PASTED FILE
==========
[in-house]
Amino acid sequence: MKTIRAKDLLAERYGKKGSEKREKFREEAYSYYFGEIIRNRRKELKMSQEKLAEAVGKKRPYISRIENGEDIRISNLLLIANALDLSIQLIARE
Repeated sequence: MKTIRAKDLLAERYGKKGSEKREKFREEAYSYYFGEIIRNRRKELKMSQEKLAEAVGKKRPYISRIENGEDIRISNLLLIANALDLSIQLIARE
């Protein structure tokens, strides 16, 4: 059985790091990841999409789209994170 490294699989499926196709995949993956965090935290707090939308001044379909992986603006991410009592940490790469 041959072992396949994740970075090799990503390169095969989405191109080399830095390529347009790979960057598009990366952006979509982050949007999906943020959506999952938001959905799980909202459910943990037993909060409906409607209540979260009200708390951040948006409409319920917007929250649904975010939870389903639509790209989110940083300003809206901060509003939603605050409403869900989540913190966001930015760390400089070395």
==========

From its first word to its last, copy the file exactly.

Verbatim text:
[in-house]
Amino acid sequence: MKTIRAKDLLAERYGKKGSEKREKFREEAYSYYFGEIIRNRRKELKMSQEKLAEAVGKKRPYISRIENGEDIRISNLLLIANALDLSIQLIARE
Repeated sequence: MKTIRAKDLLAERYGKKGSEKREKFREEAYSYYFGEIIRNRRKELKMSQEKLAEAVGKKRPYISRIENGEDIRISNLLLIANALDLSIQLIARE
């Protein structure tokens, strides 16, 4: 059985790091990841999409789209994170 490294699989499926196709995949993956965090935290707090939308001044379909992986603006991410009592940490790469 041959072992396949994740970075090799990503390169095969989405191109080399830095390529347009790979960057598009990366952006979509982050949007999906943020959506999952938001959905799980909202459910943990037993909060409906409607209540979260009200708390951040948006409409319920917007929250649904975010939870389903639509790209989110940083300003809206901060509003939603605050409403869900989540913190966001930015760390400089070395």